Van Helsing

Factual error: When Van Helsing goes to Rome, the subtitle refers to the Vatican as "Vatican City". By the 1880's the Pope had lost all his temporal power, and his previous lands (The Papal States) were taken by the new Italy. The Vatican had no lands or authority over any of Italy or Rome. The Pope was a virtual prisoner inside the Vatican. Only with the Lateran treaty in 1929 (with Mussolini) did the Vatican gain independence as the "State of Vatican City". (00:13:10)

Factual error: Part of the "Wanted" poster in France reads "2,000 francs de récompence." 1) numbers are not written with a comma in French, but with a space (i.e. 2 000); 2) "reward" in French is spelled "récompense," not "récompence." (00:07:35)


Factual error: In the beginning of the scene after Van Helsing kills off one of the three female vampires, there is a map behind Friar Carl depicting the whole of the Carpathian basin, which, at the time, included the Austro-Hungarian empire as well as a part of Romania. However, the whole area is labeled "Transylvania", which is only a region of Romania.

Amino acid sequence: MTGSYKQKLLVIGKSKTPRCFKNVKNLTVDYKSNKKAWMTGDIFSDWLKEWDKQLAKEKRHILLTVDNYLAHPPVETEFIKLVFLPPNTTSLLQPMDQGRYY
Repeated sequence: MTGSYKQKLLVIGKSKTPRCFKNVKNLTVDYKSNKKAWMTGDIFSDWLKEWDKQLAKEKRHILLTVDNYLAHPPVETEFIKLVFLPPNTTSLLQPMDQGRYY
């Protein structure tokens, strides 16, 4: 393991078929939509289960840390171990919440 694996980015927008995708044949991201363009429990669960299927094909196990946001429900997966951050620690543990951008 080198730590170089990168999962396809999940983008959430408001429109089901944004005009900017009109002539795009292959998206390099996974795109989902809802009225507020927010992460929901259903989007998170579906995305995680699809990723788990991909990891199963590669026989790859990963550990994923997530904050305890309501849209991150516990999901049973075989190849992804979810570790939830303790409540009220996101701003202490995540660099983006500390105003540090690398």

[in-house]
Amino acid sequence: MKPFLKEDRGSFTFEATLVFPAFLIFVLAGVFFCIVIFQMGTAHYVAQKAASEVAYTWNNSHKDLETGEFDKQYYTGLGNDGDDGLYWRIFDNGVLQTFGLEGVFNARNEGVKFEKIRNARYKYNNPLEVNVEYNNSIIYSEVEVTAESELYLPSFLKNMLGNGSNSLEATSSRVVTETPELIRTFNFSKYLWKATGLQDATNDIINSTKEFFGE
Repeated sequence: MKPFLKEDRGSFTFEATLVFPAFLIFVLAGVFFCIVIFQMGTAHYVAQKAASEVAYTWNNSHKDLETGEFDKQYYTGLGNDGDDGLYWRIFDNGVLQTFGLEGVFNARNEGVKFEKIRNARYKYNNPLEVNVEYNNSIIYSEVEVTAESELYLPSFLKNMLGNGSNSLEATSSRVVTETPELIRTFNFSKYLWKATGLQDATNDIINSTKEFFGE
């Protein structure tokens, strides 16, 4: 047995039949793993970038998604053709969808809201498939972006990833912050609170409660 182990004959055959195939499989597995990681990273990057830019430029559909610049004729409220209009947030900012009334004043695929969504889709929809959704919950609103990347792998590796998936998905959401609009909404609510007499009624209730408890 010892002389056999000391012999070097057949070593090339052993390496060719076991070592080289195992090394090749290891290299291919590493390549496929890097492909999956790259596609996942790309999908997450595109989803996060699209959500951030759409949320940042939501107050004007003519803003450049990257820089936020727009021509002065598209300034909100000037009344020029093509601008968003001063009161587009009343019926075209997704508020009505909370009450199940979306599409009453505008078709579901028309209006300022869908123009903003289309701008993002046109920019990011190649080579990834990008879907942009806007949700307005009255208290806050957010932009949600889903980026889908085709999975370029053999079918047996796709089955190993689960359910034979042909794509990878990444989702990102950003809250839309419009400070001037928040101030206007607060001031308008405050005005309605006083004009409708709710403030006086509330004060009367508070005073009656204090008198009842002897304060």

Factual error: On the map, Budapest is indicated to be just as large as Transylvania, or at least of the same size category. Apart from Budapest being only a city and Transylvania a pretty large county, Budapest (taking its 19th century size) is not more than 500 square kilometres while the Transylvanian region is circa 57000 square kilometres. (01:11:40)

Factual error: In the scene where Anna is carried in the air with the city of Budapest appearing in the background, there are two columns in the top right corner which haven't been edited out even though they are chimneys of factories built in the 1950's.

Factual error: The Hungarian Parliament appears both in the film's Budapest and on the official posters. The film is set in the 1880's. The Parliament was built in the 1900's. (01:18:30)

Factual error: After falling from the bridge, the wagon descends into the canyon for 35 seconds before hitting the bottom. This equates to approximately 9,500 feet (1.8 miles) of falling. There is no canyon anywhere near that deep in Eastern Europe.

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